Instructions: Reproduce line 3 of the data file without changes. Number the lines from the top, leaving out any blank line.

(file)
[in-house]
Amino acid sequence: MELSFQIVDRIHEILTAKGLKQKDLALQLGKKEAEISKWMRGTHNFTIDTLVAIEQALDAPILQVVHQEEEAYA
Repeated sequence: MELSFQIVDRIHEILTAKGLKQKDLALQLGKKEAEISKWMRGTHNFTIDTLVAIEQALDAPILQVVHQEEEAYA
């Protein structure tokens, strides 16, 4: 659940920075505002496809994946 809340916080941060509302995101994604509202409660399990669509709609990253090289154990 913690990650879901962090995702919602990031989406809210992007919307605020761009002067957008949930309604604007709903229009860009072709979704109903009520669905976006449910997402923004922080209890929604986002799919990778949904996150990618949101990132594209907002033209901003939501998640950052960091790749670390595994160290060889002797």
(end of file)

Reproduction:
Repeated sequence: MELSFQIVDRIHEILTAKGLKQKDLALQLGKKEAEISKWMRGTHNFTIDTLVAIEQALDAPILQVVHQEEEAYA